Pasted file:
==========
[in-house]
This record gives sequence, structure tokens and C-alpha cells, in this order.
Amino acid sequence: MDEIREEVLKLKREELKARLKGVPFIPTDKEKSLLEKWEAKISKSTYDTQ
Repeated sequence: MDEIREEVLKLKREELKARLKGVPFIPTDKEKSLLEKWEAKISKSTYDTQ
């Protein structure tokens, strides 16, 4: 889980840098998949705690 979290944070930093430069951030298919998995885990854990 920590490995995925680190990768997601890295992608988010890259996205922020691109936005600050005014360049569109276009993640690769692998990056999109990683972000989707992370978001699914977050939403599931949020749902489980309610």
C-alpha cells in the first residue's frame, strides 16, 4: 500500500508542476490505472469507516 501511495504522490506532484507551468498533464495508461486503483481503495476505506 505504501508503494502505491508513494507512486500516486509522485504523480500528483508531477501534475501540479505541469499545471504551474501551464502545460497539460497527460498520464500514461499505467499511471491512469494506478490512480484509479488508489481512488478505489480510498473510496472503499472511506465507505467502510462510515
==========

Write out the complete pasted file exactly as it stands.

[in-house]
This record gives sequence, structure tokens and C-alpha cells, in this order.
Amino acid sequence: MDEIREEVLKLKREELKARLKGVPFIPTDKEKSLLEKWEAKISKSTYDTQ
Repeated sequence: MDEIREEVLKLKREELKARLKGVPFIPTDKEKSLLEKWEAKISKSTYDTQ
């Protein structure tokens, strides 16, 4: 889980840098998949705690 979290944070930093430069951030298919998995885990854990 920590490995995925680190990768997601890295992608988010890259996205922020691109936005600050005014360049569109276009993640690769692998990056999109990683972000989707992370978001699914977050939403599931949020749902489980309610």
C-alpha cells in the first residue's frame, strides 16, 4: 500500500508542476490505472469507516 501511495504522490506532484507551468498533464495508461486503483481503495476505506 505504501508503494502505491508513494507512486500516486509522485504523480500528483508531477501534475501540479505541469499545471504551474501551464502545460497539460497527460498520464500514461499505467499511471491512469494506478490512480484509479488508489481512488478505489480510498473510496472503499472511506465507505467502510462510515